Facebook buys Instagram for $ 1 billion. Audi just bought Ducati for $ 1.2 billion. The world is going loony.
But Audi’s parent company, Volkswagen, certainly has all the parts of its business brain screwed in right. Bossman Ferdinand Piech always wanted a motorcycle marque in his shopping bag. After bagging the likes of Lamborghini and Bugatti, it’s only fitting that one as evocative and exotic as Ducati is that motorcycle marque. For Ducati, this deal means unrestricted access into daddy VolksWagen’s deep pockets to pay for R&D and other expenses. Ka-ching!
However unattainable brands such as these might seem, a spoilsport (for them) called economics brings them closer to the ground. Catering solely to a niche market can only bring in so much revenue. Open up your product portfolio to a larger audience, you could make your accountants smile!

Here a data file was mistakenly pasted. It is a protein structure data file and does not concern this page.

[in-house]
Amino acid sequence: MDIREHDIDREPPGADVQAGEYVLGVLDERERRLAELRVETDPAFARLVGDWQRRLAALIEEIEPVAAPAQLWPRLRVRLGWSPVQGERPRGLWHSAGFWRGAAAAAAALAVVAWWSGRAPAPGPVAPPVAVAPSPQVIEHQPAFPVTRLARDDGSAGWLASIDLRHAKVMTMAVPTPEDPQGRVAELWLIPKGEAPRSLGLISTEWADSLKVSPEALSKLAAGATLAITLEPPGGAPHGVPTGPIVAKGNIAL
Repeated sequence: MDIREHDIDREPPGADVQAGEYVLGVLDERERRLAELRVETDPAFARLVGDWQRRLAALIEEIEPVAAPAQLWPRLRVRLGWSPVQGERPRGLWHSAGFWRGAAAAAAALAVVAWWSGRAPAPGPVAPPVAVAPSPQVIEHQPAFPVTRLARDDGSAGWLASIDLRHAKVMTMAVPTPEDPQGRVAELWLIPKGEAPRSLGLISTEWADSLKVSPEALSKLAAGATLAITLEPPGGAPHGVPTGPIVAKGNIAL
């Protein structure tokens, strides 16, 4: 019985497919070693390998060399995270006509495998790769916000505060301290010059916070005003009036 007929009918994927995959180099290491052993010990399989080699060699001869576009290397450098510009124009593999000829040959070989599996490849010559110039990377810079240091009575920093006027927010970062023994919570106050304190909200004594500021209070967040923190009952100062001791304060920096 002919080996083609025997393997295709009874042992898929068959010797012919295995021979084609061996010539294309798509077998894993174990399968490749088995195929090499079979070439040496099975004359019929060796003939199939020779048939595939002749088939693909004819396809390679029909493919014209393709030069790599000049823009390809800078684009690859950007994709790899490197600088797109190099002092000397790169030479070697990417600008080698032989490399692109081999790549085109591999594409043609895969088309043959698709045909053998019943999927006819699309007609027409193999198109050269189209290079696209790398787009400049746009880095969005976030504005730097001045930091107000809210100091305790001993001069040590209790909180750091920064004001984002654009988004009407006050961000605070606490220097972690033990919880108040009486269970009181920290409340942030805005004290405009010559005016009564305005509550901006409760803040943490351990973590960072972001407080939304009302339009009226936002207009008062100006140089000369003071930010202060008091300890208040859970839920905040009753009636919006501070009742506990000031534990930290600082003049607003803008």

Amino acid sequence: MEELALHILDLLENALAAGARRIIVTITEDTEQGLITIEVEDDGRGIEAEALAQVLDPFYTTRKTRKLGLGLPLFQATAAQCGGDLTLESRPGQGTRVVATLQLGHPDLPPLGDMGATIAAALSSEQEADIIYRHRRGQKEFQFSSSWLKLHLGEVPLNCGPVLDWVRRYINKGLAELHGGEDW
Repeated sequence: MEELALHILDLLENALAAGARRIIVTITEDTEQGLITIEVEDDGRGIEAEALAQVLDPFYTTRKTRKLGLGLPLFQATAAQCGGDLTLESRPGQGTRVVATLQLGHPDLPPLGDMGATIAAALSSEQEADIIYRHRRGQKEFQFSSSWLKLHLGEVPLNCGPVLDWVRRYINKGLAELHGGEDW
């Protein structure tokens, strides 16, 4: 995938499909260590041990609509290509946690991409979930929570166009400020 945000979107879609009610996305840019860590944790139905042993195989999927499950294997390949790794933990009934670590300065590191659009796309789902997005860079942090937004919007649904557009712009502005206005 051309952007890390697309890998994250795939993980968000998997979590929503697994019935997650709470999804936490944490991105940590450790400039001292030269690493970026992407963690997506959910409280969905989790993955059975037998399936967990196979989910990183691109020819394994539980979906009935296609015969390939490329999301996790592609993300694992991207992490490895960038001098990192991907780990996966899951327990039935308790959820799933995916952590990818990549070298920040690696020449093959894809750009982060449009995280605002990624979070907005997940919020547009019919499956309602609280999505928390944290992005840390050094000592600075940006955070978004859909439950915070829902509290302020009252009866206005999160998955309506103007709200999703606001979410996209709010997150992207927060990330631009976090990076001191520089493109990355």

Such reasoning is the cause for the Ducati 795 and the Audi A4, now improved by a facelift. Make no mistake, these two are not cheap by any standards. But they are definitely affordable to a larger number of people than the other models from their makers. Therein lies their purpose. And the sales figures reflect this — the A4 is Audi’s highest seller in volume and the 795, Ducati’s cheapest model on sale in India, although mainly Asia-specific for now, is flying out of showrooms almost as quickly as the Thailand factory can make them.
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